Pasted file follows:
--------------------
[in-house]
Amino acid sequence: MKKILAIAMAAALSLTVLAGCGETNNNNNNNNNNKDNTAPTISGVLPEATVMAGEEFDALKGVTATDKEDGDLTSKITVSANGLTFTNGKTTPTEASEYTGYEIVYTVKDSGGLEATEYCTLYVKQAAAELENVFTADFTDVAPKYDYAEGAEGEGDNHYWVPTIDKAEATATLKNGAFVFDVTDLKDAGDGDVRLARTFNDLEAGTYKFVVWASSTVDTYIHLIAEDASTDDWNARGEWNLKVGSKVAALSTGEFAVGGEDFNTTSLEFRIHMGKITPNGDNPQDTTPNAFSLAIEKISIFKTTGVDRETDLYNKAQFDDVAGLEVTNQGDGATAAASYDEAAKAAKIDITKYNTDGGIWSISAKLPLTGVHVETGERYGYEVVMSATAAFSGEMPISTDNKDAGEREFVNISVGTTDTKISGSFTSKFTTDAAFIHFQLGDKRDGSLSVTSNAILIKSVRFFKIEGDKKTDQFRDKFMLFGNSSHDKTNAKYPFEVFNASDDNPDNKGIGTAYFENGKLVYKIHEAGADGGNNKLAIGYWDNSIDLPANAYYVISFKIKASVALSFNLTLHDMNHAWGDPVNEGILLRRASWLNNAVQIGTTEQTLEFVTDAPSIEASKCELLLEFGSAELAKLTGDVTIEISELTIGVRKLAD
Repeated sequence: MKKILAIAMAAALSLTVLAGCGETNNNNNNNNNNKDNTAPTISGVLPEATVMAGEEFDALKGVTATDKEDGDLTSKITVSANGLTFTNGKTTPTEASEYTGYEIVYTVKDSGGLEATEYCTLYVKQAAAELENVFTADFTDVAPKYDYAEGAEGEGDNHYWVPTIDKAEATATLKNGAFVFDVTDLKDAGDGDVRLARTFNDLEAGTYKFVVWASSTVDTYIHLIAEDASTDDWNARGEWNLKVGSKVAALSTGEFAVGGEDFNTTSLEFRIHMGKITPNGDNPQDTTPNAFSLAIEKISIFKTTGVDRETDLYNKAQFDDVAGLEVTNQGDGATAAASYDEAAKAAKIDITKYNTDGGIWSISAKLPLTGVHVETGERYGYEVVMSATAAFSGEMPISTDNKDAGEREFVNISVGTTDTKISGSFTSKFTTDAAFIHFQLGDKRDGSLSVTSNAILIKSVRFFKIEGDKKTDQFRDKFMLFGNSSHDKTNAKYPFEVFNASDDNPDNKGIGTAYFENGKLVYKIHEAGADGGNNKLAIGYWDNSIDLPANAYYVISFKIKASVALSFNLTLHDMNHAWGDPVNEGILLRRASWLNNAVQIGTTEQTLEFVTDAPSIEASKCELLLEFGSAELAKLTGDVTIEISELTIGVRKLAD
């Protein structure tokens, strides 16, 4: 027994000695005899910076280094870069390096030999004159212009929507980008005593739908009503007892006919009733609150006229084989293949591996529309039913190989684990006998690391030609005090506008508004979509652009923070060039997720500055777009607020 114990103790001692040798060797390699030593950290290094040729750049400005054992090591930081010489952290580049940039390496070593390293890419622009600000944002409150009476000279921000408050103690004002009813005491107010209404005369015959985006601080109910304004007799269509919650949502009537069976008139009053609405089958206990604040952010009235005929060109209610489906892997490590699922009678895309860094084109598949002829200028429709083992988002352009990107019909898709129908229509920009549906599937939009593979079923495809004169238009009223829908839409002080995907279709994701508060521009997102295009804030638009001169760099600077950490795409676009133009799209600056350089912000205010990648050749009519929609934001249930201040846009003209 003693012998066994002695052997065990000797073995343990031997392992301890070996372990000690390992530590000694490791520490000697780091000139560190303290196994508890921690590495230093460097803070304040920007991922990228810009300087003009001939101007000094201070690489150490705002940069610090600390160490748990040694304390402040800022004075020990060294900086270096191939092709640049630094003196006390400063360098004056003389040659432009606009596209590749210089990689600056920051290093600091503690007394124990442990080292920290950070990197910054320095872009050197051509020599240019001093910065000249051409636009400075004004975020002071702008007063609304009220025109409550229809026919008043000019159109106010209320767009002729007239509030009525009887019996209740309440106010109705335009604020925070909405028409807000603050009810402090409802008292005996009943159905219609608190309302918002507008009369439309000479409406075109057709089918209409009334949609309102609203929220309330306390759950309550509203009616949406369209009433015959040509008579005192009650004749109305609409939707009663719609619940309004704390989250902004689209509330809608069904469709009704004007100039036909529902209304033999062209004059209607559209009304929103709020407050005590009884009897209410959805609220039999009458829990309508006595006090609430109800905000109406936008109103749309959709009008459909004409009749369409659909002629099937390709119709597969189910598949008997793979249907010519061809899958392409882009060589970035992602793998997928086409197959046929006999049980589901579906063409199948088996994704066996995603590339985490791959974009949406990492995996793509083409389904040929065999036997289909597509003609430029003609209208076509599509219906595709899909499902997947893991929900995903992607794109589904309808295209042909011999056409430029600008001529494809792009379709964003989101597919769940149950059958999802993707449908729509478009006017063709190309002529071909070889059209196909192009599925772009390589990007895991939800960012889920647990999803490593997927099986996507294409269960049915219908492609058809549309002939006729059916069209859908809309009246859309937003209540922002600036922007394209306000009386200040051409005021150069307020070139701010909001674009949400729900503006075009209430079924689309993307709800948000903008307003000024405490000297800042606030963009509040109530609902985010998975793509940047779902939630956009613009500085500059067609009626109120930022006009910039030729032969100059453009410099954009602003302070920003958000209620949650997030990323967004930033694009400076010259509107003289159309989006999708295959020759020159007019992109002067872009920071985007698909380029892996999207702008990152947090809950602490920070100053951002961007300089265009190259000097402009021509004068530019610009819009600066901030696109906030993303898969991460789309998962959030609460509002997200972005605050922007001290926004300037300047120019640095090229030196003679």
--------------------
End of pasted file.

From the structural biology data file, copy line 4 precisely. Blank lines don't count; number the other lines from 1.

């Protein structure tokens, strides 16, 4: 027994000695005899910076280094870069390096030999004159212009929507980008005593739908009503007892006919009733609150006229084989293949591996529309039913190989684990006998690391030609005090506008508004979509652009923070060039997720500055777009607020 114990103790001692040798060797390699030593950290290094040729750049400005054992090591930081010489952290580049940039390496070593390293890419622009600000944002409150009476000279921000408050103690004002009813005491107010209404005369015959985006601080109910304004007799269509919650949502009537069976008139009053609405089958206990604040952010009235005929060109209610489906892997490590699922009678895309860094084109598949002829200028429709083992988002352009990107019909898709129908229509920009549906599937939009593979079923495809004169238009009223829908839409002080995907279709994701508060521009997102295009804030638009001169760099600077950490795409676009133009799209600056350089912000205010990648050749009519929609934001249930201040846009003209 003693012998066994002695052997065990000797073995343990031997392992301890070996372990000690390992530590000694490791520490000697780091000139560190303290196994508890921690590495230093460097803070304040920007991922990228810009300087003009001939101007000094201070690489150490705002940069610090600390160490748990040694304390402040800022004075020990060294900086270096191939092709640049630094003196006390400063360098004056003389040659432009606009596209590749210089990689600056920051290093600091503690007394124990442990080292920290950070990197910054320095872009050197051509020599240019001093910065000249051409636009400075004004975020002071702008007063609304009220025109409550229809026919008043000019159109106010209320767009002729007239509030009525009887019996209740309440106010109705335009604020925070909405028409807000603050009810402090409802008292005996009943159905219609608190309302918002507008009369439309000479409406075109057709089918209409009334949609309102609203929220309330306390759950309550509203009616949406369209009433015959040509008579005192009650004749109305609409939707009663719609619940309004704390989250902004689209509330809608069904469709009704004007100039036909529902209304033999062209004059209607559209009304929103709020407050005590009884009897209410959805609220039999009458829990309508006595006090609430109800905000109406936008109103749309959709009008459909004409009749369409659909002629099937390709119709597969189910598949008997793979249907010519061809899958392409882009060589970035992602793998997928086409197959046929006999049980589901579906063409199948088996994704066996995603590339985490791959974009949406990492995996793509083409389904040929065999036997289909597509003609430029003609209208076509599509219906595709899909499902997947893991929900995903992607794109589904309808295209042909011999056409430029600008001529494809792009379709964003989101597919769940149950059958999802993707449908729509478009006017063709190309002529071909070889059209196909192009599925772009390589990007895991939800960012889920647990999803490593997927099986996507294409269960049915219908492609058809549309002939006729059916069209859908809309009246859309937003209540922002600036922007394209306000009386200040051409005021150069307020070139701010909001674009949400729900503006075009209430079924689309993307709800948000903008307003000024405490000297800042606030963009509040109530609902985010998975793509940047779902939630956009613009500085500059067609009626109120930022006009910039030729032969100059453009410099954009602003302070920003958000209620949650997030990323967004930033694009400076010259509107003289159309989006999708295959020759020159007019992109002067872009920071985007698909380029892996999207702008990152947090809950602490920070100053951002961007300089265009190259000097402009021509004068530019610009819009600066901030696109906030993303898969991460789309998962959030609460509002997200972005605050922007001290926004300037300047120019640095090229030196003679």